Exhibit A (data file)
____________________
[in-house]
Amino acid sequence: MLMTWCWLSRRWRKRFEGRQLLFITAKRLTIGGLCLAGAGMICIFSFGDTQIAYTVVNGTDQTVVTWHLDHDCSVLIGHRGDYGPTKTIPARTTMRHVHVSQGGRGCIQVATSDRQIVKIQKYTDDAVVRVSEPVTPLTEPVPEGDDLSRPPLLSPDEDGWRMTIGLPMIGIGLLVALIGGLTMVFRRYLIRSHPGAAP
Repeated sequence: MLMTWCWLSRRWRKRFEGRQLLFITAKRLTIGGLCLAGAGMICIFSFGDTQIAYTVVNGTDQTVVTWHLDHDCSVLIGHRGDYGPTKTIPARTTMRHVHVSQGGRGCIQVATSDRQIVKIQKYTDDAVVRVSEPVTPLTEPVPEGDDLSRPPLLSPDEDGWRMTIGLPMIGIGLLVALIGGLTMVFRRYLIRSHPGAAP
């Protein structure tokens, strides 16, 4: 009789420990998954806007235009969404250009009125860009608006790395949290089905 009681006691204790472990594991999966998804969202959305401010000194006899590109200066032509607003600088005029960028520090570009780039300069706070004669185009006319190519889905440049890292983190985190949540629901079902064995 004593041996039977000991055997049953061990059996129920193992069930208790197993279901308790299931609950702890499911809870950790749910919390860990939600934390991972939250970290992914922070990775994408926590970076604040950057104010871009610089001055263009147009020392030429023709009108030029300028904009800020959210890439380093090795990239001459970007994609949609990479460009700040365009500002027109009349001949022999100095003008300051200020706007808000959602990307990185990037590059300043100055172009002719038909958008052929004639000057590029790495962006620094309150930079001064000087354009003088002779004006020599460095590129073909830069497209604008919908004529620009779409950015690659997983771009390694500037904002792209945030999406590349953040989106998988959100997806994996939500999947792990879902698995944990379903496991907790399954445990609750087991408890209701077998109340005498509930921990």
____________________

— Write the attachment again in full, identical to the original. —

[in-house]
Amino acid sequence: MLMTWCWLSRRWRKRFEGRQLLFITAKRLTIGGLCLAGAGMICIFSFGDTQIAYTVVNGTDQTVVTWHLDHDCSVLIGHRGDYGPTKTIPARTTMRHVHVSQGGRGCIQVATSDRQIVKIQKYTDDAVVRVSEPVTPLTEPVPEGDDLSRPPLLSPDEDGWRMTIGLPMIGIGLLVALIGGLTMVFRRYLIRSHPGAAP
Repeated sequence: MLMTWCWLSRRWRKRFEGRQLLFITAKRLTIGGLCLAGAGMICIFSFGDTQIAYTVVNGTDQTVVTWHLDHDCSVLIGHRGDYGPTKTIPARTTMRHVHVSQGGRGCIQVATSDRQIVKIQKYTDDAVVRVSEPVTPLTEPVPEGDDLSRPPLLSPDEDGWRMTIGLPMIGIGLLVALIGGLTMVFRRYLIRSHPGAAP
């Protein structure tokens, strides 16, 4: 009789420990998954806007235009969404250009009125860009608006790395949290089905 009681006691204790472990594991999966998804969202959305401010000194006899590109200066032509607003600088005029960028520090570009780039300069706070004669185009006319190519889905440049890292983190985190949540629901079902064995 004593041996039977000991055997049953061990059996129920193992069930208790197993279901308790299931609950702890499911809870950790749910919390860990939600934390991972939250970290992914922070990775994408926590970076604040950057104010871009610089001055263009147009020392030429023709009108030029300028904009800020959210890439380093090795990239001459970007994609949609990479460009700040365009500002027109009349001949022999100095003008300051200020706007808000959602990307990185990037590059300043100055172009002719038909958008052929004639000057590029790495962006620094309150930079001064000087354009003088002779004006020599460095590129073909830069497209604008919908004529620009779409950015690659997983771009390694500037904002792209945030999406590349953040989106998988959100997806994996939500999947792990879902698995944990379903496991907790399954445990609750087991408890209701077998109340005498509930921990």